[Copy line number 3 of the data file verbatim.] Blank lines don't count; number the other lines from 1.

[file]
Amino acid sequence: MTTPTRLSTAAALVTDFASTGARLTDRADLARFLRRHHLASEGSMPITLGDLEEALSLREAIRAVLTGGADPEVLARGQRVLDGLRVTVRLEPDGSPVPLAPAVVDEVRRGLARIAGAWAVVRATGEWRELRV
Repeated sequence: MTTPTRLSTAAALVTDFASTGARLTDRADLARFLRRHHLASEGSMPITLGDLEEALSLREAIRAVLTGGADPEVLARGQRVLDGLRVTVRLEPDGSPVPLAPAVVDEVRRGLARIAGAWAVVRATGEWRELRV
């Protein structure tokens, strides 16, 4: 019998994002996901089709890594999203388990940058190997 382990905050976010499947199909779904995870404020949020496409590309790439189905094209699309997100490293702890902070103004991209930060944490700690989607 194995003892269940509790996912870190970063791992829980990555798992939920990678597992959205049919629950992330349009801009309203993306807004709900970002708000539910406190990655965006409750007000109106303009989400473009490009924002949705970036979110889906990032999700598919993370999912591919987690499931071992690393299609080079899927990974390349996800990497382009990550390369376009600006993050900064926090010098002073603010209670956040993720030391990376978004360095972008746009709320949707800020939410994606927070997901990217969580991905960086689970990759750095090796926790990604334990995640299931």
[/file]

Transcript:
């Protein structure tokens, strides 16, 4: 019998994002996901089709890594999203388990940058190997 382990905050976010499947199909779904995870404020949020496409590309790439189905094209699309997100490293702890902070103004991209930060944490700690989607 194995003892269940509790996912870190970063791992829980990555798992939920990678597992959205049919629950992330349009801009309203993306807004709900970002708000539910406190990655965006409750007000109106303009989400473009490009924002949705970036979110889906990032999700598919993370999912591919987690499931071992690393299609080079899927990974390349996800990497382009990550390369376009600006993050900064926090010098002073603010209670956040993720030391990376978004360095972008746009709320949707800020939410994606927070997901990217969580991905960086689970990759750095090796926790990604334990995640299931």